Abd. 1790 A. Shirrefs Poems 266:
A skilly wife, our parish howdy. Ayr. 1790 A. Tait Poems 199:
Skilly fouk to look the blains. Sc. 1814 J. Sinclair Agric. Scot. II. 48:
The gardener was the skilly man of his district; deeply learned in the virtues of simples, and often applied to when the operation of blood-letting was to be performed. Rxb. 1820 Scots Mag. (April) 344:
Prescribed by skilly auld wives, whereby the charms of the fairies might be averted. Sc. 1824 Scott St Ronan's W. xxxviii.:
Mistress Dods was an uncommon skeely body about a sick-bed. Arg. 1896 N. Munro Lost Pibroch (1935) 46:
A skilly woman or a stretching-board was no nearer than a day's tramp over the hill. Bwk. 1897 R. M. Calder Poems 122:
A skeilie sort o' body amang horses, sheep, an' kye. Cai. 1921 Old-Lore Misc. IX. i. 19:
The skilly man professed to find holes in the underskin, which they sought for very diligently. Per. 1932 Our Meigle Book 129:
Births, too, were times of celebrations. The proceedings were stage-managed by the local handywoman or “skilly buddy”, who, on her arrival, was treated to a stiff glass of whisky. ne.Sc. 1955 Mearns Leader (9 Dec.) 6:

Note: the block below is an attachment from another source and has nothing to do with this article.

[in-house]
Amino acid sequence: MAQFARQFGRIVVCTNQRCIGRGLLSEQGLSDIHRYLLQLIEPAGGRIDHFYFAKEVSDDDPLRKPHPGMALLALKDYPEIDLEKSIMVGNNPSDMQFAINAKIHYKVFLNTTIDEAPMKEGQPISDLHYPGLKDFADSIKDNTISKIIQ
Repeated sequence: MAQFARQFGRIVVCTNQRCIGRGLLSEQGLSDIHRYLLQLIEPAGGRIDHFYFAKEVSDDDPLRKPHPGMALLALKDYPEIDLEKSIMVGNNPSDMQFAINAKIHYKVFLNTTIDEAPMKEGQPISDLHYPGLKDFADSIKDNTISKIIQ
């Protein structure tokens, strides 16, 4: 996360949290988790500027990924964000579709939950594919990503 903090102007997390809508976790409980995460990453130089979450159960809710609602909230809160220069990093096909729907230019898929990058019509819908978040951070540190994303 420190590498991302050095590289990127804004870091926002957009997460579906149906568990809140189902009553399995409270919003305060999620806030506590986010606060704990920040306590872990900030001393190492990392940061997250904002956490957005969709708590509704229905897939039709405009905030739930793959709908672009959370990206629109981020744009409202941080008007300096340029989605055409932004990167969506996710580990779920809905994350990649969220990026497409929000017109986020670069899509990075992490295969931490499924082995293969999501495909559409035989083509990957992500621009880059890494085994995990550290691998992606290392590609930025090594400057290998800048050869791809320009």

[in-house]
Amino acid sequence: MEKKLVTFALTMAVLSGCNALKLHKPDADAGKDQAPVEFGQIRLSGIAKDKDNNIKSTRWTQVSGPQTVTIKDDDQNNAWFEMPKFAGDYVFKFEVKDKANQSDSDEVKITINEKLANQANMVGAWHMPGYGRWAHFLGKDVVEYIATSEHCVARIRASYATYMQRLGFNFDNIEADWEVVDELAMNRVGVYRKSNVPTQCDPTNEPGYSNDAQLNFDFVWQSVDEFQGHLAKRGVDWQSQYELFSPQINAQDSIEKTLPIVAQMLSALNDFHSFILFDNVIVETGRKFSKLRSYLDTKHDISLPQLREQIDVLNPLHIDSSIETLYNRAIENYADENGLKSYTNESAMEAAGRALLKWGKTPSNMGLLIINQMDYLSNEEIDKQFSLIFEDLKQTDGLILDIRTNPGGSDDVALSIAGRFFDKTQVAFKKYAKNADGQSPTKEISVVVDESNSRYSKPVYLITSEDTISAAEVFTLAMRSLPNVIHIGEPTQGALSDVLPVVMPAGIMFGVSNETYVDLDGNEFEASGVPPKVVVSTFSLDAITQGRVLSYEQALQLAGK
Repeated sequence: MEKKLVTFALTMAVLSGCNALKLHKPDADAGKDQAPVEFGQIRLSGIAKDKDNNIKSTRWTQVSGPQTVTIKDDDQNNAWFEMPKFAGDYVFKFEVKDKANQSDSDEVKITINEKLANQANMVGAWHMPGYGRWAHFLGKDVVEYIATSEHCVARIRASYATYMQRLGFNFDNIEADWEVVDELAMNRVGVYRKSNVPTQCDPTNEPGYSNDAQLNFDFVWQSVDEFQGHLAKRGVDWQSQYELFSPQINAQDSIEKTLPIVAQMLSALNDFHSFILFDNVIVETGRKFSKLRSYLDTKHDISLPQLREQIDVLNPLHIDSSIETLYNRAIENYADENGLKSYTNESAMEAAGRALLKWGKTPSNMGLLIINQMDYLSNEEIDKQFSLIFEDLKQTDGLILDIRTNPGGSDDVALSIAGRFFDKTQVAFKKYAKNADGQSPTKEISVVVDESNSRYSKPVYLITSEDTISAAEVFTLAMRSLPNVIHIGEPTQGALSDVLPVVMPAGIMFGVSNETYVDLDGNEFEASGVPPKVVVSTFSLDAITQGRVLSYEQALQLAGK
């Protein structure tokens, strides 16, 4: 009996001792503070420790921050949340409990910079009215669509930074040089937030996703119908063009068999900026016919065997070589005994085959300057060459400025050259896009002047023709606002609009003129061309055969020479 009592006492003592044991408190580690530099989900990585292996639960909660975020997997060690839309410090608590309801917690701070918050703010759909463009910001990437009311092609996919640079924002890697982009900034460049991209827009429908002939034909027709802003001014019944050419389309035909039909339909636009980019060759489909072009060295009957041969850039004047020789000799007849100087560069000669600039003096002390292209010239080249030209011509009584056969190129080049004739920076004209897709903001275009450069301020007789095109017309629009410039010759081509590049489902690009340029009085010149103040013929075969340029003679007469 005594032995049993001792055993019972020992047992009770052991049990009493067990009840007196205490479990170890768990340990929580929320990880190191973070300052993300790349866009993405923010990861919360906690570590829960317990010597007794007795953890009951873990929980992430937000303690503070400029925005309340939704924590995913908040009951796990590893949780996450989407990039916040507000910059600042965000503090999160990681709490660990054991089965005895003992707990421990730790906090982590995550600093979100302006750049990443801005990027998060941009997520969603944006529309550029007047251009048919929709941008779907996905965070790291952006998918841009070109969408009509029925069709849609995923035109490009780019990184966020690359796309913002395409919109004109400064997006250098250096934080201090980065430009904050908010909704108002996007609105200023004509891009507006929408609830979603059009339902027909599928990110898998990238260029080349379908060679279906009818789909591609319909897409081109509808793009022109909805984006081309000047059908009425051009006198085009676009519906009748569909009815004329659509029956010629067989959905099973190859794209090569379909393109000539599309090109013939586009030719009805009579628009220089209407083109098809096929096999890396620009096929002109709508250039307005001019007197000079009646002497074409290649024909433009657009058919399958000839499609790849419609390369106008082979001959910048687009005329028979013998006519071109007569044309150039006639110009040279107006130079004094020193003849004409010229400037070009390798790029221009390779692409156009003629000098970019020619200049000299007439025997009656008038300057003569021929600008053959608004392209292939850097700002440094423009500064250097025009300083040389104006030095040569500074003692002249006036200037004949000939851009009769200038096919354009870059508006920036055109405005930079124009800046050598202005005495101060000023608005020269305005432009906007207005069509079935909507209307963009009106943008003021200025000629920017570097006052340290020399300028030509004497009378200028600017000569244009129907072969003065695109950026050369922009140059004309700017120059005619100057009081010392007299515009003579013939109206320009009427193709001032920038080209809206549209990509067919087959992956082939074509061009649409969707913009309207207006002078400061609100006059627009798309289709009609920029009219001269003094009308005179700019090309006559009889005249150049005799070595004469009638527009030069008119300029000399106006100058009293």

She's fat the aul'-farrant fowk wid ca' a skeely wife; for there's nae an ache or pain but Granny Gowdie could gie something tae ease or cure.
II. v. To prove, test (Bnff. 1866 Gregor D. Bnff. 230); to scan expertly, investigate, determine; specif. to look for weather signs (Bnff., Abd., 1970). Deriv. skeeler, the rolling of a marble before a game to decide by its nearness to the ring which player is to lead off (Ags. 1921 T.S.D.C.).
The men of old in Buchan's howes Looked up at morn to skeel your tap To see gin it was fair an' clear. Bch. 1920:
He's gyaun tae skeel the wark. Abd. 1955 W. P. Milne Eppie Elrick xxviii.:
I'se skeel fat 'e widder's sayin tull't noo.
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"Skeel n.1, v.". Dictionary of the Scots Language. 2004. Scottish Language Dictionaries Ltd. Accessed 25 May 2020 <https://www.dsl.ac.uk/entry/snd/skeel_n1_v>